According to FactSet, one ETF has raised more money than any other so far in 2023, with massive $11.3 billion in inflows as of June 6. But it's not a hot new AI fund, or an ETF that capitalizes on other hot tech trends, although it does give you some exposure to them. Instead, it's arguably one of the dullest standard ETFs out there, but that doesn't mean it can't help you grow your portfolio. It is that Vanguard S&P 500 ETF (NYSEARCA:VOO). Whether you're just starting out or are a seasoned trader who's spent years investing, this unassuming but substantial ETF can serve as a solid addition to your portfolio. Here's why.
Harness the power of the entire S&P 500 in your portfolio
The Vanguard S&P 500 ETF has over $300 billion in assets under management (AUM), making it the third largest ETF in the market today. While there are many complex investment strategies and products that claim to give investors an edge in the market, VOO keeps it simple. He invests in the S&P 500, the index made up of about 500 of the 500 largest US stocks and arguably the most important and influential index in the investing world.
The S&P 500 covers all sectors of the US economy. So instead of having to bet on individual sectors, an ETF like VOO gives you exposure to all sectors — from tech leaders like Apple and Microsoft to old-economy industrial giants like Caterpillar and Deere and everything in between.
What's great about VOO is that it allows investors to harness the power and innovation of a large chunk of the U.S. economy in one investment vehicle without having to commit to favorite sectors or stocks. An investment in VOO is essentially a bet that around 500 of the top publicly traded companies in the United States will continue to innovate and generate profits over time, which has proven to be a profitable endeavor in the past.
Below is an overview of VOO's top 10 holdings, created with TipRanks' holdings tool.
Because the fund tracks the S&P 500 index itself, it's extremely diversified at 504 stocks, and its top 10 holdings account for just 27.8% of assets. As you can see, top stock Apple accounts for a 7.2% stake in the fund, followed by Microsoft with a 6.6% weight, with Amazon, Nvidia and Alphabet (Class A) rounding out the top five holdings. However, it's not just technology stocks, with Warren Buffett's Berkshire Hathaway and energy giant ExxonMobil following closely behind.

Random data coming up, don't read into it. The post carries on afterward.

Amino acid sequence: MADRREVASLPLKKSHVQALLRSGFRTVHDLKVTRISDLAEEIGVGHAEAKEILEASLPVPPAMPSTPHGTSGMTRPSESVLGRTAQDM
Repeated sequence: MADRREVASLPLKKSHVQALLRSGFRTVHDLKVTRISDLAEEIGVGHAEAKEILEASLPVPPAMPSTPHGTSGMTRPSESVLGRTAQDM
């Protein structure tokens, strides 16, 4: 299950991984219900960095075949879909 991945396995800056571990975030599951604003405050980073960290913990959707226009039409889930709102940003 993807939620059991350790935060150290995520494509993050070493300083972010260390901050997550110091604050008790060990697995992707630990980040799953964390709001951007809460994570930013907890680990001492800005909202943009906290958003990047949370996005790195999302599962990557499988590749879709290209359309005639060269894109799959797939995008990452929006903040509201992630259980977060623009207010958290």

As you can see in the table, VOO's top holdings have a pretty solid collection of smart scores. In fact, four of its top 10 holdings, Apple, Nvidia, Alphabet, and UnitedHealth Group, have “Perfect 10” smart scores. The Smart Score is a proprietary quantitative stock ranking system developed by TipRanks. It gives stocks a rating from 1 to 10 based on eight key market factors. A score of 8 or higher is an outperform rating, and VOO itself has a strong ETF Smart Score of 8 out of 10.
Is VOO stock a buy according to analysts?
So the quantitative factors are positive on VOO, but what do Wall Street analysts think? VOO receives a consensus rating of Moderate Buy on TipRanks based on analyst ratings and VOO's stock average price of $445.50 implies an upside potential of 11.9%. Of the 6,212 analyst ratings for the name, 59.13% are buy, 35.33% hold, and just 5.54% sell.
In addition to this deep diversification and broad footprint, another attractive feature of VOO is its low expense ratio. It's hard to top VOO's tiny expense ratio of just 0.03%. An investor who puts $10,000 into VOO would only pay $3 in fees for the first year. This type of investor-friendly cost structure helps investors defend the principal of their portfolios over time without paying excessive fees. For example, assuming that fee stays constant and the fund returns 5% per year over the next 10 years, an investor will only pay $39 in fees over the decade. Compare that to the multitude of ETFs on the market with expense ratios of 0.75%, where investors pay $75 in fees for a $10,000 investment in the first year, and you really see the value proposition of an ETF like VOO.
Solid long-term performance
Given this diversification and investor-friendly expense ratio, it's easy to see why this huge ETF is the most popular ETF in terms of inflows so far this year. However, there is another factor that leads to its popularity – its long-term track record. VOO has a long history of generating double-digit total annual returns for its investors. No matter what time horizon you have in mind, VOO has delivered. At the end of May, VOO had an annualized total return of 12.8% over three years. Over a five-year time horizon, the massive ETF has produced a total return of 11% annually. Additionally, VOO has generated an annualized return of 11.9% over the past 10 years. VOO has been around since 2010 and since its inception earlier this year, the company has delivered an excellent annualized return of 13.3%.
It can pay off to keep things simple
There's no harm in keeping it simple. While there are many exotic investment strategies out there, few beat an ETF like VOO over the long term. While this S&P 500 ETF isn't the type of investment that's going to give you a multi-bag return a year from now, the reality is that few investments do. The good news, however, is that investing in a broad-based ETF like this and being able to grow those gains over the years is a proven way to build long-term wealth. Investors can average dollar costs over time when they have excess cash and/or when the S&P 500 falls, while also reinvesting dividends to augment those results even further.
VOO's strong track record, investor-friendly expense ratio, and portfolio of roughly 500 of the top U.S. stocks have long made the company a winner, and it likely will remain a winner for the foreseeable future.